Project Details:

Title:
Confirmation, Characterization and Deployment of the Perfect Markers and Developing Germplasm for Resistance to Phytophthora Sojae, Pythium Spp., and Fusarium Graminearum in Soybean (1920-172-0110)

Parent Project: This is the first year of this project.
Checkoff Organization:United Soybean Board
Categories:Soybean diseases, Breeding & genetics
Organization Project Code:1920-172-0110
Project Year:2019
Lead Principal Investigator:Anne Dorrance (The Ohio State University)
Co-Principal Investigators:
Alison Robertson (Iowa State University)
Dechun Wang (Michigan State University)
Pengyin Chen (University of Missouri)
Michelle Graham (USDA/ARS-Iowa State University)
M A Saghai Maroof (Virginia Tech)
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Keywords: Phytophthora root and stem rot, Fusarium root rot, Pythium, seedling disease, genetic resistance

Contributing Organizations

Funding Institutions

Information and Results

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Project Summary

Companies that develop soybean cultivars lack information and markers for key disease resistance genes that target important soil-borne pathogens such as Phytophthora sojae, Pythium spp. and Fusarium graminearum which reduce stands and yield when environmental conditions favor infection. We have identified numerous sources of resistance to these soybean pathogens, many of the resistance loci have been mapped and a few candidate genes identified. Our primary goal is to provide industry with germplasm and the “perfect DNA markers” to expedite the incorporation of resistance into new cultivars to prevent any further losses to these important and widespread soybean pathogens. Our secondary goal is to understand how this resistance works to provide a better overall framework for companies to select for resistance.

Project Objectives

Overall our activities are focused on germplasm development across Maturity Groups 1-6 with yield tests, verify markers, and verify candidate resistance genes for a complete product. Continue to screen mapping and breeding populations for response to different pathogens, collect the data, and fine map resistance genes with the newly developed linked markers to narrow the genomic regions important for resistance. Establish field studies to collect yield data on the developed lines.

1. Identify key markers associated with Rps genes for Phytophthora sojae and resistance QTL for all three pathogens (Phytophthora, Pythium and Fusarium). Additional targeted sequencing of key regions, either through an RNAseq approach or through long-range amplification and sequencing of target DNA, or both to assist in the identification of the candidate genes associated with the resistance will continue to be a top priority. Bioinformatic approaches can be used to overlay genes onto the genome and related QTL. Once genes are verified through gene silencing or gene editing approaches, we will develop markers targeted to each gene in the region. For the Rps genes, most are associated with the NB-LRR type of resistance genes. The difficulty will be separating the 10 to 20 of NB-LRRs within the Rps regions. For the QTL, we have had to partition our approaches to focus on specific genetic mechanisms. For example, in the Conrad x Sloan population our eQTL approach identified targets associated with our mapped QTL, in addition to targets which are not physically linked to the QTL.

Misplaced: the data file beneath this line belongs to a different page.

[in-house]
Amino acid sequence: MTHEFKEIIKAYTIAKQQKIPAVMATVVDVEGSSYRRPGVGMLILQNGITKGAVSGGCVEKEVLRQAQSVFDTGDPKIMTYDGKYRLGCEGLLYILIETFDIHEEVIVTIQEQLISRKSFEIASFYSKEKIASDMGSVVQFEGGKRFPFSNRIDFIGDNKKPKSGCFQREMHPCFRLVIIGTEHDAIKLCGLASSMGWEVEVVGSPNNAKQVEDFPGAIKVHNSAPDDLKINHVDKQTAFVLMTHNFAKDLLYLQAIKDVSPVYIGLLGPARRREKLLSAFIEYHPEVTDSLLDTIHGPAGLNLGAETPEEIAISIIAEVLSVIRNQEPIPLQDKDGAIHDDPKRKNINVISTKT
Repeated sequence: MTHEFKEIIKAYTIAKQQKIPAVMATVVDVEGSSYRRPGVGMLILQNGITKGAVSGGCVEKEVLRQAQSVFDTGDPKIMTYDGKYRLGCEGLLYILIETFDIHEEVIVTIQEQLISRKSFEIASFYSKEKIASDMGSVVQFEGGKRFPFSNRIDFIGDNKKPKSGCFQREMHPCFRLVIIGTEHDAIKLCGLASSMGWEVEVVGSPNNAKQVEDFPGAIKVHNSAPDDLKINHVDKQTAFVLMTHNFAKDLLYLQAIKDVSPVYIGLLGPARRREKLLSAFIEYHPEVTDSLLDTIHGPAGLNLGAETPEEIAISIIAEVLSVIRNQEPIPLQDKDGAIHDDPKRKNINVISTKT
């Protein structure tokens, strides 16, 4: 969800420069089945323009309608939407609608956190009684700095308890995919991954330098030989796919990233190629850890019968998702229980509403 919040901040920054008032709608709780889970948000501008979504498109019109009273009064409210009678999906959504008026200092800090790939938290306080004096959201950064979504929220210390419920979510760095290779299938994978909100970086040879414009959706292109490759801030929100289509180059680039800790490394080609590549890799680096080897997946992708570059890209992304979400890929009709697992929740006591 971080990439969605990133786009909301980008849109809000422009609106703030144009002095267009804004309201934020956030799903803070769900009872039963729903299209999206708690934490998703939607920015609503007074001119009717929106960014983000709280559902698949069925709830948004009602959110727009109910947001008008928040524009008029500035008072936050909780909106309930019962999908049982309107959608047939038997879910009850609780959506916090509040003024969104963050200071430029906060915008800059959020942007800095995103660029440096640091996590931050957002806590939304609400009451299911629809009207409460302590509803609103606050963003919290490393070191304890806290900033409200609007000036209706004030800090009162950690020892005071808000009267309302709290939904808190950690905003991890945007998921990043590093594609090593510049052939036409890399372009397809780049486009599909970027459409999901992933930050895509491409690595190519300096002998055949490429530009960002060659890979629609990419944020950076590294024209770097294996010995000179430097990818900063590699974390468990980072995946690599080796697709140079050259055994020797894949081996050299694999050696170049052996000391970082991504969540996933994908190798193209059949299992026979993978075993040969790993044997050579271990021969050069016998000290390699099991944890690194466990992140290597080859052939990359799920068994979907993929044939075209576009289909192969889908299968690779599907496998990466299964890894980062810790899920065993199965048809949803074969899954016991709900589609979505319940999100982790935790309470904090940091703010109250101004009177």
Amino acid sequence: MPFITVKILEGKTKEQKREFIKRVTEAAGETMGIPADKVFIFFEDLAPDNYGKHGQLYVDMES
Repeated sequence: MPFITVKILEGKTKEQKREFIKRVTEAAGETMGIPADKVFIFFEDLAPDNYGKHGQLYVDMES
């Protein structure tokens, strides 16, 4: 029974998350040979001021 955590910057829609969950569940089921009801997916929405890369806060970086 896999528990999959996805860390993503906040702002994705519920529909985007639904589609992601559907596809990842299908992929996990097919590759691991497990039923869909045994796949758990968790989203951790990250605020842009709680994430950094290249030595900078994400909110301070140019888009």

2. Advance earlier populations and continue to combine the different resistance QTL into elite adapted germplasm, testing earlier crosses with markers developed from earlier phases of the project. Several of our sources of resistance are effective towards more than one of the pathogens. With the correct combination of markers we can efficiently move multiple resistance loci into elite germplasm.

3. Utilize the silencing vectors and procedures that we have developed for cotyledon hairy root transformation, ALSV and BPMV. The next step is to continue identifying the best silencing approaches for our targeted genes and evaluate the response to infection with the pathogens. RNA-seq of silenced and control plants infected with the appropriate pathogen will determine resistance mechanisms. This data will be released through presentations at conferences and through published manuscripts to expedite delivery to seed companies.

4. Finally, a selected set of high confidence candidate genes will be disrupted with the CRISPR/Cas9 technology and the phenotypic changes of the resulting knock-out mutants will be assessed to determine how these genes confer disease resistance.

Project Deliverables

• Release of adapted germplasm with resistance to multiple soil-borne pathogens in a range of maturity groups.
• Rps gene sequences from novel sources in 2019, 2020, and 2021 – a goal is 2 per year.
• Functional analysis of the candidate genes for PI 567301B with resistance to F. graminearum will be reported – 2020
• Identify the candidate genes and potential mechanisms of resistance that map to the quantitative trait loci associated with resistance to Pythium spp.
o Fine mapping of QDRL for Pythium spp. (both ISU & OSU) NAM series publish summer 2019. Develop additional populations for fine mapping.
• Candidate gene identification for resistance to these pathogens will be ongoing and reported in USB quarterly reports and sequences provided to the group to develop silencing vectors.